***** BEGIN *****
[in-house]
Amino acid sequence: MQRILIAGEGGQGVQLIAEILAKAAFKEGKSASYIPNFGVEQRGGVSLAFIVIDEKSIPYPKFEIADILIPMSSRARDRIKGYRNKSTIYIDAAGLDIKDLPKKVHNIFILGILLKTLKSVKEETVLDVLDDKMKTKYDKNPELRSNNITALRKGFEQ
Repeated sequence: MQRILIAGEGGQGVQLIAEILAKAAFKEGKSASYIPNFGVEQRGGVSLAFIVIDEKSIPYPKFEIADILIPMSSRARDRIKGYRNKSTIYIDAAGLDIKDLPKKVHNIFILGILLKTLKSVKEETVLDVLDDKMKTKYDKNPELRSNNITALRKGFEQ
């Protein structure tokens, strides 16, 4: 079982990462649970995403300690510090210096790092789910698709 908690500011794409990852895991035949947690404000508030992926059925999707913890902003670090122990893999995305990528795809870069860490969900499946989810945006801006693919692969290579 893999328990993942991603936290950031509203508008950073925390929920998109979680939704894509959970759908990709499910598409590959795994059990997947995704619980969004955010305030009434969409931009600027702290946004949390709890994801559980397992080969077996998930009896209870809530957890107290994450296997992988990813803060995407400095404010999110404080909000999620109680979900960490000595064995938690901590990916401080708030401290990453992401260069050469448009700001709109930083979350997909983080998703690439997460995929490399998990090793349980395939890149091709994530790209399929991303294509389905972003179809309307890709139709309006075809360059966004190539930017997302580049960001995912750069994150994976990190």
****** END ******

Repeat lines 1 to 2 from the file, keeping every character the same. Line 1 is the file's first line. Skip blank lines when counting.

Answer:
[in-house]
Amino acid sequence: MQRILIAGEGGQGVQLIAEILAKAAFKEGKSASYIPNFGVEQRGGVSLAFIVIDEKSIPYPKFEIADILIPMSSRARDRIKGYRNKSTIYIDAAGLDIKDLPKKVHNIFILGILLKTLKSVKEETVLDVLDDKMKTKYDKNPELRSNNITALRKGFEQ